© Chef Suman 2011 All Rights Reserved
June 15th is National Lobster Day! It wouldn’t be National Lobster Day if we didn’t give you a TAIL to tell, and SURF into your culinary lives, CRAWLING over to your kitchen to CLAW up a couple of crustacean delights! First, a little information: Lobster is a big part of the seafood tradition of the East Coast, as well as many central areas. Hundreds of years ago, lobster was so common that it was used by the east coast First Nations peoples as fishing bate and fertilizer for their crops. Even when British and French settlers arrived in the 1600s, the shellfish was so plentiful that it was considered poor-man's food and was served to children, servants, and prisoners. In the mid-1800s its popularity began to rise and by the 1940s it had officially become a delicacy. Lobster from the North Atlantic is considered by many to be the best in the world and the Canadian and US governments have had to regulate its trapping and export to prevent over-fishing.  Lobster is extremely nutritious. It contains zinc, iron, calcium, phosphorous, potassium, magnesium, manganese, copper, selenium, and healthy omega 3 fatty acids.  It's also a source of vitamins A, E, niacin, B6, B12, and foliate.  And don't forget it's a great boost of mood enhancing protein! Lobster Rolls The lobster roll (or lobster sandwich) is a common way to serve lobster in the Atlantic. It is an excellent option for leftovers or can be made with canned or frozen lobster if fresh is not easily available. Because of its association with poverty in the early 1900s children in Atlantic Canada who brought lobster rolls to school for their lunch would often get teased for it. This was so common that New Brunswick passed a regulation that parents were not allowed to send their children to school with lobster sandwiches more than twice a week. Today, there is no restriction on how often a person can eat lobster sandwiches; except price. Lobster is more expensive now then when it was being prepared in jails and poor houses, but its mild, sweet taste is also much better appreciated making it a favourite on the dinner tables in the Atlantic provinces and around the world. Prep Time: 10 Minutes Cook Time: 2 Minutes Ready Time: 12 Minutes Ingredients 2 cups lobster claw meat, cooked 1/2 cup mayonnaise 2 celery stalks, diced ¼ English cucumber, small diced 1 small red onion, diced ¼ cup fresh chives, chopped 2 tbsp spicy whole grain mustard 1 tbsp lemon juice 2 tbsp orange zest 1 tbsp fresh parsley, finely chopped 1 tbsp fresh thyme, finely chopped 1 tsp salt 1 tsp black pepper, cracked 2 baguettes 8 lettuces leaves Directions 1. Chop the lobster meat. 2. Combine all the ingredients except the baguette in a large mixing bowl. 3. Cut each baguette in half widthwise. 4. Split them ¾ the way lengthwise and toast until golden brown. 5. Place 2 pieces of lettuce in between the lengths of the bread and scoop ¼ of the lobster mixture into each sandwich and serve. Lobster and Sweet Potato Chowder Prep Time: 15 Minutes Cook Time: 25 Minutes Ready Time: 40 Minutes Ingredients 1 large onion, chopped 2 tbsp butter, divided 4 large sweet potatoes 2 cups hot water 2 cups lobster meat ¼ cup fresh thyme, chopped 1 tbsp Piquant Blend salt and pepper, to taste 2 tbsp cilantro, chopped 1 cup heavy cream, warmed 3 cups 2% milk 3 cups fish stock 1/2 cups unsweetened apple juice Directions 1. In a deep skillet, melt 1 tbsp butter and sauté the onions until tender. 2. Add the sweet potatoes, thyme, and Piquant Blend and continue to sauté for 3 minutes. 3. Add the hot water and apple juice and bring to a boil. Turn down the heat and simmer for around 15 minutes, until the sweet potatoes are tender. 4. Sauté lobster in the remaining butter and add it to the sweet potato mixture. 5. Add cream, milk and fish stock. Combine well, and simmer for 5 minutes and serve.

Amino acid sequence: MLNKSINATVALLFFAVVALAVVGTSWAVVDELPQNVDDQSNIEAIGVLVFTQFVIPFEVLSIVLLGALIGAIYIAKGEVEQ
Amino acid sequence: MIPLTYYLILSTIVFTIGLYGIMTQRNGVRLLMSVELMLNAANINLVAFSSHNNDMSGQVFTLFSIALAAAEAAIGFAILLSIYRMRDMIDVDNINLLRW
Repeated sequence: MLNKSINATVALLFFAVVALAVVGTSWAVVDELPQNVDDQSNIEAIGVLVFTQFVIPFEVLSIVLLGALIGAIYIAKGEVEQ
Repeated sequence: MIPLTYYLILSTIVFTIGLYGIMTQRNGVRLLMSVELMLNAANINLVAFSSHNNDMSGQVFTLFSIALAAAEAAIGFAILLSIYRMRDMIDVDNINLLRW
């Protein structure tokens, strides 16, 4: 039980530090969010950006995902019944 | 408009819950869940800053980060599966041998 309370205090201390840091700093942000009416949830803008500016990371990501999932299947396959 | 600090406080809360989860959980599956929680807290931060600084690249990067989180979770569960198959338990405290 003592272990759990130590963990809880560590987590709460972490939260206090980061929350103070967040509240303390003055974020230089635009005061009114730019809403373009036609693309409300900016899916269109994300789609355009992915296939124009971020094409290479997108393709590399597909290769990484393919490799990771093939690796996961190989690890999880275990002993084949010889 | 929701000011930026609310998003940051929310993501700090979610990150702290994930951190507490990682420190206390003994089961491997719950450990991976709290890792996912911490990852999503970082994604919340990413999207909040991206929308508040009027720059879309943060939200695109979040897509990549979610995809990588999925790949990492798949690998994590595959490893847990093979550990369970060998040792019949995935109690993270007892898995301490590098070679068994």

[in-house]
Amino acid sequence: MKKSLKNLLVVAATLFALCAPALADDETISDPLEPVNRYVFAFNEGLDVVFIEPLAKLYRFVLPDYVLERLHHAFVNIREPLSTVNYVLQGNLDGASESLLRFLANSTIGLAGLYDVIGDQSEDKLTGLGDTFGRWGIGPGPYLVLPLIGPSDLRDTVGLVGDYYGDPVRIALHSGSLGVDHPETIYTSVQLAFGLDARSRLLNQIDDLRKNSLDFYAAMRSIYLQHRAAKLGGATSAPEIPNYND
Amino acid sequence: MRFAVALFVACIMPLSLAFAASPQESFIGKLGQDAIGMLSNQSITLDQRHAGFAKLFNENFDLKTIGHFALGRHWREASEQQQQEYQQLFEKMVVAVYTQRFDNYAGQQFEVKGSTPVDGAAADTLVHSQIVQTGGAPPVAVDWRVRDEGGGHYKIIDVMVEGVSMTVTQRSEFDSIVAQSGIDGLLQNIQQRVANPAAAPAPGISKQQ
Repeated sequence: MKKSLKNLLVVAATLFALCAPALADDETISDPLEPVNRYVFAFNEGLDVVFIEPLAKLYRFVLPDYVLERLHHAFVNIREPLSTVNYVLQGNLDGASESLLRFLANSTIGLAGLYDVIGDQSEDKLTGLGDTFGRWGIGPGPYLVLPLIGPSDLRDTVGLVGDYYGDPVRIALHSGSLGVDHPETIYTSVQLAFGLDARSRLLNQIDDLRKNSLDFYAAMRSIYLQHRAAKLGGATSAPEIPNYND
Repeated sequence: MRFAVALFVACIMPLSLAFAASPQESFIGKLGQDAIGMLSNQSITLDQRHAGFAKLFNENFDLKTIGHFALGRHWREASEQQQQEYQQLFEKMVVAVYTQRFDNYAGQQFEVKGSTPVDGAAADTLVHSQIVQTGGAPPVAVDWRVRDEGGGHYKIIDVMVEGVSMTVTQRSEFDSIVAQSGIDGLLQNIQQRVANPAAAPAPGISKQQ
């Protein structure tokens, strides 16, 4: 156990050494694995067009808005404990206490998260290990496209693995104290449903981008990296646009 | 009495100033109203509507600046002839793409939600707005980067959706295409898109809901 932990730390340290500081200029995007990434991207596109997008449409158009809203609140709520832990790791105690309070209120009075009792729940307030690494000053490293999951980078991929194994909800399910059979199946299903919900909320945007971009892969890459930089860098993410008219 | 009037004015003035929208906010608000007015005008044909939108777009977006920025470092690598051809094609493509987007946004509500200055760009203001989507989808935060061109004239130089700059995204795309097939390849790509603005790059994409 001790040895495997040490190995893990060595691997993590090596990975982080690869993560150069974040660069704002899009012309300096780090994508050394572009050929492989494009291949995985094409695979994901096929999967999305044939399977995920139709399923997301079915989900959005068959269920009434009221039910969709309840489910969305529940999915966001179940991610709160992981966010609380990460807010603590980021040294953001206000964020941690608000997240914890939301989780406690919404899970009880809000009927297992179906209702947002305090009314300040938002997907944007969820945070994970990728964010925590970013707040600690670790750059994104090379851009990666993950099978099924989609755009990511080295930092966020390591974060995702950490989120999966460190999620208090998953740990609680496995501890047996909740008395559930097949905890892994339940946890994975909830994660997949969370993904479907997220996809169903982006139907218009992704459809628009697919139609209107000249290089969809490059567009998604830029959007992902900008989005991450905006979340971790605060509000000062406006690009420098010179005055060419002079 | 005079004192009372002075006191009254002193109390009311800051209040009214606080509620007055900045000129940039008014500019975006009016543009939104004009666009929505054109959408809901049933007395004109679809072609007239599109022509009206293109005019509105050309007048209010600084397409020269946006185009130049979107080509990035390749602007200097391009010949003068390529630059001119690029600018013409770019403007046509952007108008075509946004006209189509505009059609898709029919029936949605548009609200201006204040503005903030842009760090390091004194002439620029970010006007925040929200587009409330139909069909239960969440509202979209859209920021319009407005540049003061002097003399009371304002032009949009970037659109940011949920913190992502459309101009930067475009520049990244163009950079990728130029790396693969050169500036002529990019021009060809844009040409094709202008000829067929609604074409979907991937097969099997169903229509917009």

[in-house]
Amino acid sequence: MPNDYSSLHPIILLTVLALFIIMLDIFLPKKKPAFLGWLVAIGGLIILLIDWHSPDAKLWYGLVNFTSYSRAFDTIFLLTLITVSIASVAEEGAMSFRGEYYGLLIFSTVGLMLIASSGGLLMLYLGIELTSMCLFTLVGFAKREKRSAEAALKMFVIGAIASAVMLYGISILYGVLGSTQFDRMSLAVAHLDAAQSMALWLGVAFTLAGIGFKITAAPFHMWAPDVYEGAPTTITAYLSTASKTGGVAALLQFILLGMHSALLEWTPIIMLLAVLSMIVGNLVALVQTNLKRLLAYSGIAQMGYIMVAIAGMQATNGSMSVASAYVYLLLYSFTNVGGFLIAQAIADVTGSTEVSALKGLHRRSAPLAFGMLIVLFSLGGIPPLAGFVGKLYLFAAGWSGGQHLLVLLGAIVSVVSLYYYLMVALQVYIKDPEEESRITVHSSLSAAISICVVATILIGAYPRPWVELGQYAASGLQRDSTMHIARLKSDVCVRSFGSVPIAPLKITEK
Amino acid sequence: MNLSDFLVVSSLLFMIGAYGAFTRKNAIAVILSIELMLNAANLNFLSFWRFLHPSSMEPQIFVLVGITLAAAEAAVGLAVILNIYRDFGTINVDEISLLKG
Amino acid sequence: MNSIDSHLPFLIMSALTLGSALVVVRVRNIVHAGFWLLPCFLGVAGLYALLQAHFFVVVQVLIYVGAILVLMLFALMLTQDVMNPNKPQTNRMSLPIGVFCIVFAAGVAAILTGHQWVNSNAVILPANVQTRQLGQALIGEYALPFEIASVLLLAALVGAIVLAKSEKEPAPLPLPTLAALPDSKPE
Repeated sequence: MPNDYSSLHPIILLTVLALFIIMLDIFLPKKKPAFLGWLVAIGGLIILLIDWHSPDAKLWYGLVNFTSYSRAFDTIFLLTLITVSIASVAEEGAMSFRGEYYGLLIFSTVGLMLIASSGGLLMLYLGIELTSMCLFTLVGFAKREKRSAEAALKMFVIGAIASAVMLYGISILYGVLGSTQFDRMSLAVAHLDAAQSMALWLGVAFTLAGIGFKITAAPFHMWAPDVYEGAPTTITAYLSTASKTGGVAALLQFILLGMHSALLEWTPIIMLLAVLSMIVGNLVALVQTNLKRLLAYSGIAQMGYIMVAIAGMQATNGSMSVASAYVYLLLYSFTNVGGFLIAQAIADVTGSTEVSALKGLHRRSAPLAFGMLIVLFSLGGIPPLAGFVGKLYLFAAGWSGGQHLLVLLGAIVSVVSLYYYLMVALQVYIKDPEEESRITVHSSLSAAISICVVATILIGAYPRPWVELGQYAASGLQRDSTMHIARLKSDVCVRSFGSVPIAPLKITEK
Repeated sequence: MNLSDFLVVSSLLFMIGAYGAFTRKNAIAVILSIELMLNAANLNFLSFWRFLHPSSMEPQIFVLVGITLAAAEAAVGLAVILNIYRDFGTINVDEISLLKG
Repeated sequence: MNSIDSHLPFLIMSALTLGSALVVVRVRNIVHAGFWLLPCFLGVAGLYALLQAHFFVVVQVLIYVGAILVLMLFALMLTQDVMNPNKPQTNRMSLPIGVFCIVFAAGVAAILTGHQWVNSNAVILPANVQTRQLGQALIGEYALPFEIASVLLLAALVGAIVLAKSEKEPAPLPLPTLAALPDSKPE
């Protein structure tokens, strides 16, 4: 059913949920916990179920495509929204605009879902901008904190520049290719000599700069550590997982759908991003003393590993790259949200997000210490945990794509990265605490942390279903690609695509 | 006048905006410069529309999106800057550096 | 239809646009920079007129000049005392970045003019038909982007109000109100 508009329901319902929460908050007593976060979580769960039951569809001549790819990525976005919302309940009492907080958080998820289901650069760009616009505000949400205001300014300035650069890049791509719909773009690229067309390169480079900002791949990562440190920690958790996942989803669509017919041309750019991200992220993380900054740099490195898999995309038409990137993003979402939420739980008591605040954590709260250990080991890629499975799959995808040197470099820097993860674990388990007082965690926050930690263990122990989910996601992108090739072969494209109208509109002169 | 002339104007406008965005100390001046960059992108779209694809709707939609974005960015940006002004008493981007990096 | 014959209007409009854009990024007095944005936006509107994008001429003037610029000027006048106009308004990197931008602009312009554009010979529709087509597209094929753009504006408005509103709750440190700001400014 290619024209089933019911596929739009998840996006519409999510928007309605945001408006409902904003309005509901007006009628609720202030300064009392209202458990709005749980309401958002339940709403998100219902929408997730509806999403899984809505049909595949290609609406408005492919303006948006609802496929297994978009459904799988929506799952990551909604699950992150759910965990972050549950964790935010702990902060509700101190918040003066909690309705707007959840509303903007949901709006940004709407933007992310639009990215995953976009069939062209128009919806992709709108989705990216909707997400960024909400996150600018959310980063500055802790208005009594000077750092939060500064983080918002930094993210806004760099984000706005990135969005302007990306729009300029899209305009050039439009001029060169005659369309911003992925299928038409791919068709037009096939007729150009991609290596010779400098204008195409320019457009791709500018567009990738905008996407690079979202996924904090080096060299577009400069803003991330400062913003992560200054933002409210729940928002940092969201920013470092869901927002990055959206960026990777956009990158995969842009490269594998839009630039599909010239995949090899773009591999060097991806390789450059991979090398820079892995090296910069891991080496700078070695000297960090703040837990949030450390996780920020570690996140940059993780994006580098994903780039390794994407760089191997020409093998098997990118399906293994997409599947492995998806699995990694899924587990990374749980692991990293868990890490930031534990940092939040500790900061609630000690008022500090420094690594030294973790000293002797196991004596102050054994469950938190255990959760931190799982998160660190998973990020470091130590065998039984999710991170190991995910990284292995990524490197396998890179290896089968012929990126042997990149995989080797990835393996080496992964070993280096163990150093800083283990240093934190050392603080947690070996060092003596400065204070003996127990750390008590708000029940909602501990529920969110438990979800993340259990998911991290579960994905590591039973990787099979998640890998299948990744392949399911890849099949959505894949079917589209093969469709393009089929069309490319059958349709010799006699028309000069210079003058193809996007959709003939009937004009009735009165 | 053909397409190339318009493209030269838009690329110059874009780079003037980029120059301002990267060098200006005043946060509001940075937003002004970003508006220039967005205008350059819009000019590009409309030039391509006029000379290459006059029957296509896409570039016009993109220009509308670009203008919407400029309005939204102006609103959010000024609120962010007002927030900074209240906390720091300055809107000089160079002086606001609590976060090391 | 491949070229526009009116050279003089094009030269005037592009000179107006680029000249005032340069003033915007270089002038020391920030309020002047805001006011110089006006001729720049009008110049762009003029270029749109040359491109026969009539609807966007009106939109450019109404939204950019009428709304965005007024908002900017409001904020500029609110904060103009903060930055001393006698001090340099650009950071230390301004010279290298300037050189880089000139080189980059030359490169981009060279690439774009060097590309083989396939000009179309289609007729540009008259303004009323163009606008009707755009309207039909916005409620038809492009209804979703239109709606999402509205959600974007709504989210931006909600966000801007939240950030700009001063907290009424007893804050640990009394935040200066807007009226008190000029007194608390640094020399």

An International style, with vast cultural diversity, driven by a commitment to sustainability and innovation
Recipe   Archives